Uncertainty reigns on the ground at the Players Championship
PONTE VEDRA BEACH, Fla. — As he walked from the driving range towards the putting green, a caddie offered up a friendly handshake to Patrick Reed, who was passing. Reed shot him a look, as if to say, “We’re not doing that today,” then extended his knuckles for a fist bump instead. A few steps later, he re-routed to a hand sanitizer station. Two pumps.
What a difference a day makes. On Wednesday, Reed had tarried for some 20 minutes after his practice round, signing autographs and posing for pictures with fans. On Thursday, as the tournament began, signs went up:
PLEASE BE ADVISED: PLAYERS WILL NOT BE SIGNING AUTOGRAPHS FOR THE REMAINDER OF TOURNAMENT WEEK.
As COVID-19 spreads across the U.S., sports leagues have begun to take drastic action. Wednesday, the NCAA banned fans from March Madness and the NBA put its season on pause. Eyes turned to the PGA Tour, holding its flagship event. Players received texts informing them to be ready for play. The league waited until after midnight before releasing a statement saying, essentially, that the tournament would go on as scheduled. The Tour would reassess at noon on Thursday.
As a result, the first round began mostly like other first rounds do. Undeterred, fans streamed through the gates, surrounding morning featured groups. The galleries seemed roughly normal-sized for a Players Thursday morning; it was easier to see the standard-bearers than the players. MICKELSON JOHNSON SIMPSON, read one sign. FOWLER SPIETH THOMAS. They teed off. Fans cheered.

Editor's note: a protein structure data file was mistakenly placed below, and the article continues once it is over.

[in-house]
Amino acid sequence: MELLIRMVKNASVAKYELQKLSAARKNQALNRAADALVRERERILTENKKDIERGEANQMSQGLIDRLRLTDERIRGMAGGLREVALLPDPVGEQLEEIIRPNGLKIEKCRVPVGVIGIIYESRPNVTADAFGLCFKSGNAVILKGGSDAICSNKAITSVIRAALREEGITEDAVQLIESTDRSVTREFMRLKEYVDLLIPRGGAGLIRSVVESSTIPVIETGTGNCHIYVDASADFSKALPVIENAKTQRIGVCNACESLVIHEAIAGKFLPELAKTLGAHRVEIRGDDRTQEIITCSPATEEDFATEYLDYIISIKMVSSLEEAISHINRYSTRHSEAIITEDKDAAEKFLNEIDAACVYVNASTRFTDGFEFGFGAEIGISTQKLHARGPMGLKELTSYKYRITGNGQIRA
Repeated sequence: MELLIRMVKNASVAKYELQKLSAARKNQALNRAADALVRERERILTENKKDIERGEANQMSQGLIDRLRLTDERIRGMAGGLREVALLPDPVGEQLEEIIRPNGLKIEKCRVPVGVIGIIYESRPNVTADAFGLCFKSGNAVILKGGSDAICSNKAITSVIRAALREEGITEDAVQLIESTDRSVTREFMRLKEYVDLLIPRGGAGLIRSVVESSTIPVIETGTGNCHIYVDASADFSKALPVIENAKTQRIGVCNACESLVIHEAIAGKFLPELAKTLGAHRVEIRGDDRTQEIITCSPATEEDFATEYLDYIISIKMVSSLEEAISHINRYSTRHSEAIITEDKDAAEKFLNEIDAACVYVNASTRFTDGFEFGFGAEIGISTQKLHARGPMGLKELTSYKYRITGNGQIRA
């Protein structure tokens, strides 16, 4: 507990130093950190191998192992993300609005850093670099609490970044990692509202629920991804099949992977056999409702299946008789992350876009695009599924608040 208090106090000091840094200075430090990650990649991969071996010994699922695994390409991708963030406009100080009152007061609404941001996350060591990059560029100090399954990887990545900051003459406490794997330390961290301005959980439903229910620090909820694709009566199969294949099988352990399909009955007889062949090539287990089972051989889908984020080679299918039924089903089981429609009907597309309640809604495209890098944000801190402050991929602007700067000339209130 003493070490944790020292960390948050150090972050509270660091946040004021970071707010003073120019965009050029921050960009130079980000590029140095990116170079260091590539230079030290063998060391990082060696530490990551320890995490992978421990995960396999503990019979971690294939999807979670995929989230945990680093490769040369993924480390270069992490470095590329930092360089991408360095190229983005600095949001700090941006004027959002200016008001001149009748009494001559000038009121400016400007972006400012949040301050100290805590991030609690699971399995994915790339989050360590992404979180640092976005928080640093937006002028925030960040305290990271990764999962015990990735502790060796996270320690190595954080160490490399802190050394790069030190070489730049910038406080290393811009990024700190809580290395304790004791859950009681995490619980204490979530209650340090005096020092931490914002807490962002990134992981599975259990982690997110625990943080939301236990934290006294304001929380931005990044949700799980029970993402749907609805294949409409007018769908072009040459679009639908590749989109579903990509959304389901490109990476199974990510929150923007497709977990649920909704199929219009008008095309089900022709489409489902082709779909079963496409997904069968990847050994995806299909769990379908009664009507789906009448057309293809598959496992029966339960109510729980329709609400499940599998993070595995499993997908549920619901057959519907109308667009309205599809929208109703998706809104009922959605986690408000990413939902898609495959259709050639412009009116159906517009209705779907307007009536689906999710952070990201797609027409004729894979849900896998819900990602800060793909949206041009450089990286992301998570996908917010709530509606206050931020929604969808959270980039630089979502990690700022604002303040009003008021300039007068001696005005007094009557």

Still, the feel was decidedly different. Instead of freely offering fist-bumps, Mickelson walked to the 10th tee head down, hands in his pockets. When Spieth fired his opening tee shot into the right trees, he glanced around at the crowd forming a chute around him, fully aware of their proximity.
All around, there were little differences. One fan’s coughing fit sent murmurs through the gallery. Nick Taylor offered an air-five to a friend on the putting green. Nobody shook hands on the first tee.
Following drastic changes from other sports, the question on the grounds at Ponte Vedra Beach was this: were those little changes enough? Was it safe to bring tens of thousands of fans into close proximity? While there have been a limited number of cases in Northeast Florida, testing has been limited — plus, the Tour has said that two-thirds of Players fans come from an area outside the surrounding five counties.
As Harris English pulled the headcover off his 3-wood on the 10th tee, he leaned over to a PGA Tour official. “So what’s the deal — are they keeping fans out tomorrow?”
Playing partner Branden Grace, just as curious, came over to join the conversation. “Yeah, what’s going to hap—” he asked, before he was interrupted: the starter was announcing his name. He fumbled for a tee.
There was a tournament to play.
To receive GOLF’s all-new newsletters, subscribe for free here.